Tenacious D in The Pick of Destiny
Director : Liam Lynch
Screenplay : Jack Black & Kyle Gass & Liam Lynch
MPAA Rating : R
Year of Release : 2006
Stars : Jack Black (JB), Kyle Gass (KG), Jason Reed (Lee), Ronnie James Dio (Himself), Troy Gentile (Lil JB), Paul F. Tompkins (Open Mic Host), Ned Bellamy (Security Guard #1), Fred Armisen (Security Guard #2), Kirk Ward (Car Chase Cop / Gang Leader), Amy Poehler (Truck Stop Waitress), Tim Robbins (The Stranger), David Grohl (Satan), Ben Stiller (Guitar Store Guy), Meat Loaf (JB’s Dad)
The brilliance of Tenacious D has always been Jack Black and Kyle Gass’s simultaneous reverence for and parody of the most Wagnerian tendencies of hard rock music, whether it be straight guitar shredding, operatic bombast, or prog-rockish symbolism straight out of medieval fantasy and science fiction. Only two guys who truly love rock music and all its stands could form a folk-metal duo, self-label themselves “The Greatest Band on Earth,” and create music that is simultaneously hilarious and worthy of rockin’ out to. Having already conquered the L.A. underground music scene, produced a short-lived series on HBO, and released a major label album (2001’s Tenacious D), the only thing JB and KG had left to do was mount an epic on the big screen (their regretful appearance in the 1996 Pauly Shore vehicle Bio-Dome not withstanding).
And that is precisely what they aim for in Tenacious D in The Pick of Destiny, and even when parts of it don’t quite work, you can’t blame them for trying. Black and Gass (who cowrote the screenplay along with director Liam Lynch, who worked with them on the HBO series) go directly for the jugular, giving us the movie equivalent of an overstuffed heavy-metal monstrosity. Bulging at the seams with half-baked ideas (many, I’m sure, written while the duo was fully baked) and an abiding love of all things rock, The Pick of Destiny aims to take its place alongside other rock-fueled cinematic flights of fancy, most of which derive their pleasure from their sheer ludicrousness. The Pick of Destiny comes close, but never quite matches the sheer derangement of something like KISS Meets the Phantom of the Park (1978), if only because we know that Black and Gass are in on the joke, while one has to wonder if the members of KISS had any idea what they were doing.
The Pick of Destiny begins with perhaps its best scene, a rock-opera inspired flashback in which young JB (played by Troy Gentile, who also stood in for a young Jack Black in Nacho Libre) is driven from his ultra-conservative home by his stern, religious father (Meat Loaf) because of his willfully subversive, hard-rockin’ ways. The whole sequence is told in song, with Black’s voice filling the lungs of his youthful alter ego and a poster of Ronnie James Dio coming alive like some kind of twisted spiritual vision. Driven to California (after detours in every other U.S. town named Hollywood), JB meets up with KG (Kyle Gass), who will eventually become his partner in Tenacious D, but not before a lengthy “training sequence” involving the perfection of power slides and other power-rock necessities.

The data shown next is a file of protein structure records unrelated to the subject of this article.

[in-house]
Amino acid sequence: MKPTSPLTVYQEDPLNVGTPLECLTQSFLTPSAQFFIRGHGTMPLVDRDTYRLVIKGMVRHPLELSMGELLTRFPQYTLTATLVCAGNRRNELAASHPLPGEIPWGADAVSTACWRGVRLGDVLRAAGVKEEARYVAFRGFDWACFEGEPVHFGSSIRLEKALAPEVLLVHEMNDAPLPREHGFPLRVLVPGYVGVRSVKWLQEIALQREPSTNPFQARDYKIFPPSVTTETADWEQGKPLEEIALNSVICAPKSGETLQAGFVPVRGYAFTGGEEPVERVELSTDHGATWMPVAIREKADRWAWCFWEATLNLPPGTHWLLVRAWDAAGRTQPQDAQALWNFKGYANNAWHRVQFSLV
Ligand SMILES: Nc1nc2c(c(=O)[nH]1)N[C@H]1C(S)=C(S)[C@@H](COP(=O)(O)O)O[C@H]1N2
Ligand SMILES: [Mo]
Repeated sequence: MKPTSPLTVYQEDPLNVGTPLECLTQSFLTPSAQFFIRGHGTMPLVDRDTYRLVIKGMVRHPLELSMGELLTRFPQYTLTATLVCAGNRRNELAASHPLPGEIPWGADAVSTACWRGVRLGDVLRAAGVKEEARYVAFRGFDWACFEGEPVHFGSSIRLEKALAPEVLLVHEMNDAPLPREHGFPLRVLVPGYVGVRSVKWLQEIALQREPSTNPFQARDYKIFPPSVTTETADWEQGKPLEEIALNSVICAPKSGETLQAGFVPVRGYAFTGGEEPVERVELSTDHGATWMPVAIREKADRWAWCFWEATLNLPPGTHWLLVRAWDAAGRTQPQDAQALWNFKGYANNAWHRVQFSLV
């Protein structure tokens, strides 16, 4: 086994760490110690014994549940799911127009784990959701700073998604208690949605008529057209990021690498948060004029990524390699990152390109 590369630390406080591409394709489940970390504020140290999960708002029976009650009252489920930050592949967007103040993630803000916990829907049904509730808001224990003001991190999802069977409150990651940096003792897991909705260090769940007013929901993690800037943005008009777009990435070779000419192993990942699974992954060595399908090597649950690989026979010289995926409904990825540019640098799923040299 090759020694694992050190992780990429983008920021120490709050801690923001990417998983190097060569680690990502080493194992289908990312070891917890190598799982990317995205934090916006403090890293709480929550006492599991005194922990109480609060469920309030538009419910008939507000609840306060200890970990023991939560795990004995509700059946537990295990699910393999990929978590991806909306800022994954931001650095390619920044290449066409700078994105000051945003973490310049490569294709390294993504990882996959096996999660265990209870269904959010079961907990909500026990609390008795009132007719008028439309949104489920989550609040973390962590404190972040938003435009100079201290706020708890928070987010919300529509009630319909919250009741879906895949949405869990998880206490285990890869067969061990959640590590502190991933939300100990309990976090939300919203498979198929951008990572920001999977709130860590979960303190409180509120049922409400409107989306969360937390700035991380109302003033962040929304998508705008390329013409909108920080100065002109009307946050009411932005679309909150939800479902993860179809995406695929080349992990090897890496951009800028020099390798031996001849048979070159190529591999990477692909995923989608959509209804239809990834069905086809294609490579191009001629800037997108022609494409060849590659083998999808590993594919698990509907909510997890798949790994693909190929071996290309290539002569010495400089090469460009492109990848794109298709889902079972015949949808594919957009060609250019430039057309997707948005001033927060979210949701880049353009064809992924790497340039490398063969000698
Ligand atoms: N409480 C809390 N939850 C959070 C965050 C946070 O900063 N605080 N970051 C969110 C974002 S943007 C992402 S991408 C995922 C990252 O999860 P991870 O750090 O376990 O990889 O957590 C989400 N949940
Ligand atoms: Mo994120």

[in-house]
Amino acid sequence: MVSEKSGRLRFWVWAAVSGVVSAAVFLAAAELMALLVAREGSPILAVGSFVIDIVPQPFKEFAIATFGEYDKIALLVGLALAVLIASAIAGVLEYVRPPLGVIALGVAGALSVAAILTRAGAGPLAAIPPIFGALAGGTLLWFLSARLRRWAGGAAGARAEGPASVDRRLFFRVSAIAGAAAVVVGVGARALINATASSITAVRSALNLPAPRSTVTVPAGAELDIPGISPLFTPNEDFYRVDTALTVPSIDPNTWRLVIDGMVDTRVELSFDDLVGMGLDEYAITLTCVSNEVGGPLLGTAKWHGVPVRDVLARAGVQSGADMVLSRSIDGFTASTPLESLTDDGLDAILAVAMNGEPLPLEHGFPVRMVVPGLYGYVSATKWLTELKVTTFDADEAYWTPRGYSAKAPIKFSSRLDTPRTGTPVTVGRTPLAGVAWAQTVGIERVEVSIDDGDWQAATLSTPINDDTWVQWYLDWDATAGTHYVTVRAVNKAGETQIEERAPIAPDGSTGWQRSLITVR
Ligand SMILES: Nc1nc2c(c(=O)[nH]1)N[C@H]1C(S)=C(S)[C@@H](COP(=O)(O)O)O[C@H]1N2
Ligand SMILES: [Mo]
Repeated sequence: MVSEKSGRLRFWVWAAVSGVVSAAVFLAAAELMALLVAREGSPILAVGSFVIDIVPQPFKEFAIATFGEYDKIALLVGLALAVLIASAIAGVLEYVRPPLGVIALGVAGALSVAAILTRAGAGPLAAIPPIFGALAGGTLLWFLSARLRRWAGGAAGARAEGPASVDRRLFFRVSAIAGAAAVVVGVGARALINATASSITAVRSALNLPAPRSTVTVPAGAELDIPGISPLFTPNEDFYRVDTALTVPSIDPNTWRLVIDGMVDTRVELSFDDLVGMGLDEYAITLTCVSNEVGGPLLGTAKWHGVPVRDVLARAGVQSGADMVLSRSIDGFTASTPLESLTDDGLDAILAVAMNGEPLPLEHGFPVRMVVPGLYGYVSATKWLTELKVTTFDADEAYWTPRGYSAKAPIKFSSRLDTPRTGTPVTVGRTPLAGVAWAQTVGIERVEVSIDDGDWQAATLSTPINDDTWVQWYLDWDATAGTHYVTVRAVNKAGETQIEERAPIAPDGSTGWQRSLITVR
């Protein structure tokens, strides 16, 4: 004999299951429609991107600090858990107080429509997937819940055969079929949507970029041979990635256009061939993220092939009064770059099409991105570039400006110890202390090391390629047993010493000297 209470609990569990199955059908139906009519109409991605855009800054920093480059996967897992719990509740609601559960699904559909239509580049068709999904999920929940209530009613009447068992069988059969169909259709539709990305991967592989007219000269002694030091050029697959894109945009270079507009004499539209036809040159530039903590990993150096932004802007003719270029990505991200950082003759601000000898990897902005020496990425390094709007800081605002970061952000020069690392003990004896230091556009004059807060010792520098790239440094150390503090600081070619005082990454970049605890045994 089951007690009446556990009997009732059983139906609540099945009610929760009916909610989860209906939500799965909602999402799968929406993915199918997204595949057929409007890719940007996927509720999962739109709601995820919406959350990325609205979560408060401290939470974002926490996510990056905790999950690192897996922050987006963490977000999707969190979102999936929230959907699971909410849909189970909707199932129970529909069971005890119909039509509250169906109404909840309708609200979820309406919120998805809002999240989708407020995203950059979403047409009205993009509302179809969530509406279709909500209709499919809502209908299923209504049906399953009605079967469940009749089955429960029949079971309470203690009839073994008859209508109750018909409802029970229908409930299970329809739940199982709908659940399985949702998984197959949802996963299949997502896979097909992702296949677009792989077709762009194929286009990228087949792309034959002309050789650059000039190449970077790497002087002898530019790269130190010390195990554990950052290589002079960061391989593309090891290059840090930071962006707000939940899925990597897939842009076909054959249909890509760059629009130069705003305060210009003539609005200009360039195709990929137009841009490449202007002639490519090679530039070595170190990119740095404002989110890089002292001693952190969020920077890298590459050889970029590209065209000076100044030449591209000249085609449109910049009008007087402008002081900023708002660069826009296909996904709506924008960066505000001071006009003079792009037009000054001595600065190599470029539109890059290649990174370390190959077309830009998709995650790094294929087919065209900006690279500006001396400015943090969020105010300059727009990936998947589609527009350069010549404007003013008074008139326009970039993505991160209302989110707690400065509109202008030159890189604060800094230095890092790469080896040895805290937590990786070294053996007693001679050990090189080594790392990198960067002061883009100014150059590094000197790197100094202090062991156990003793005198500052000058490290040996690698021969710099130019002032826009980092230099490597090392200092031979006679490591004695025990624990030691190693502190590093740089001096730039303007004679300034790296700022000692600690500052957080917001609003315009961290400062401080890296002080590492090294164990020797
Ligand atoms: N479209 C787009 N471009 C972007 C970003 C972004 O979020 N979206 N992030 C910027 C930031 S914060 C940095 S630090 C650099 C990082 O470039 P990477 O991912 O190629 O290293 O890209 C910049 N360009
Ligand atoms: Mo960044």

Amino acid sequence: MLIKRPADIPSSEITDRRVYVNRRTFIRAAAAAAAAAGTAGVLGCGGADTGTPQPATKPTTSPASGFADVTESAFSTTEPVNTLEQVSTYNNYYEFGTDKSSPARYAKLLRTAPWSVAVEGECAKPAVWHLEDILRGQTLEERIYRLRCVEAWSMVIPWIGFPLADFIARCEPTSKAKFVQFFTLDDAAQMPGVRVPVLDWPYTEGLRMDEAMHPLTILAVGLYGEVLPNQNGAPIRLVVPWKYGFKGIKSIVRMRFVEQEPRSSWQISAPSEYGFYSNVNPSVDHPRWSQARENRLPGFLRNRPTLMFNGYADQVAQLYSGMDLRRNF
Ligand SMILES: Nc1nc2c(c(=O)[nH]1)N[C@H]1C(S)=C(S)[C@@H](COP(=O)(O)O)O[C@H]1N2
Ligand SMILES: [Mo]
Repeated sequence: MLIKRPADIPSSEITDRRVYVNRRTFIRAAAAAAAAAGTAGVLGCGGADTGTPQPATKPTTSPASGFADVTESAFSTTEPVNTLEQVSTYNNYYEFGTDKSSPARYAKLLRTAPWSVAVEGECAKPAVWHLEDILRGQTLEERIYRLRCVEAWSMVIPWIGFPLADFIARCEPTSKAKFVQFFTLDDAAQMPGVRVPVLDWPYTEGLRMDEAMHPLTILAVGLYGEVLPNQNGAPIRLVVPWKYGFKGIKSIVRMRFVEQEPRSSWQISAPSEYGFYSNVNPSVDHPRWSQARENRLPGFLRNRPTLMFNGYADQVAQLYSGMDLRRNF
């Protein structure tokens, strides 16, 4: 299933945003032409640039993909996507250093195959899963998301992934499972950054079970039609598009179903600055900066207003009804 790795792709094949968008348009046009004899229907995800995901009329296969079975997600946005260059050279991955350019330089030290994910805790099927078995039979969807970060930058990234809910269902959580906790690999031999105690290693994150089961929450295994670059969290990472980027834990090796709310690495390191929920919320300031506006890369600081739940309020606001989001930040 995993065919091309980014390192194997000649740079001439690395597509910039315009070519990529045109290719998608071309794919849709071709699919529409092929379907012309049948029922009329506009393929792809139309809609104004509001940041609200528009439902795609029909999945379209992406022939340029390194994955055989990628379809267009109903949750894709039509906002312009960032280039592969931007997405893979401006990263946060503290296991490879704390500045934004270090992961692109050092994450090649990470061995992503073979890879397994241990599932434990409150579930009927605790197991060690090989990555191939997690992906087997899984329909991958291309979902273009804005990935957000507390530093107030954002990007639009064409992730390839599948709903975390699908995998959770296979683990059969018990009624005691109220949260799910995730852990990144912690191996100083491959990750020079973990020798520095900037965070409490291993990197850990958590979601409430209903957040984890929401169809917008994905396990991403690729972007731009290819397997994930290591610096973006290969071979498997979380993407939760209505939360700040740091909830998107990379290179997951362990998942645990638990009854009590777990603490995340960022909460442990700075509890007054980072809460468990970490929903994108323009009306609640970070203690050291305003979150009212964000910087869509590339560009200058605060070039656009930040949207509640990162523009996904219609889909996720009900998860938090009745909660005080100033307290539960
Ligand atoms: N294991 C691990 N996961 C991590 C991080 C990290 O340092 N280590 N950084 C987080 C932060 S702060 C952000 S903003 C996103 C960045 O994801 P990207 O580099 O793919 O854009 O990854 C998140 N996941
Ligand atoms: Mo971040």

However, in order to become a truly great rock band, the D realize that they must acquire “The Pick of Destiny,” a ghoulish guitar pick they see in the hands of every legend known to rock (from AC/DC’s Angus Young to Eddie Van Halen). They conveniently get the backstory about how the pick was carved out of one of Satan’s teeth from an in-the-know guitar store guru (Ben Stiller, with a perfectly coiffed gray fright wig that says “My life peaked when Ted Nugent was on the Billboard Top 10”). After that, JB and KG head off on their mission to retrieve the pick from the Rock ’n’ Roll History Museum so they can use it to win an open mic night and get money to pay the rent.
The narrative, not surprisingly, is really just an excuse to string together a series of comic and musical setpieces, some of which work better than others. JB’s mushroom-fueled freak-out involving visions of a flying Sasquatch are amusingly absurd, as is their encounter with a towering Goth with a bum leg (Tim Robbins) who wants the Pick of Destiny as badly as they do. Crammed in there we also get parodies of A Clockwork Orange, a Blue Brothers-inspired police chase in a Driver’s Ed Cutlass, and the all-important temporary “break-up” that forces JB and KG to realize how much they need each other (for all the jokiness, there is something endearing about these two portly underdog goofballs feeding off each other’s energy and living out their dreams).
The opening sequence was so good, though, that you wish more of the film had been done rock opera style, rather than keeping so much of the music in the background. The movie does break loose in the climax, though, when JB and KG find themselves in an unexpected “rock off” against Satan himself (Foo Fighters lead Dave Grohl in full Legend make-up). It’s a delirious high point that delivers everything you might hope for both comically and musically, even if the rest of the movie doesn’t quite live up to it.
Copyright ©2006 James Kendrick
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All images copyright ©2006 New Line Cinema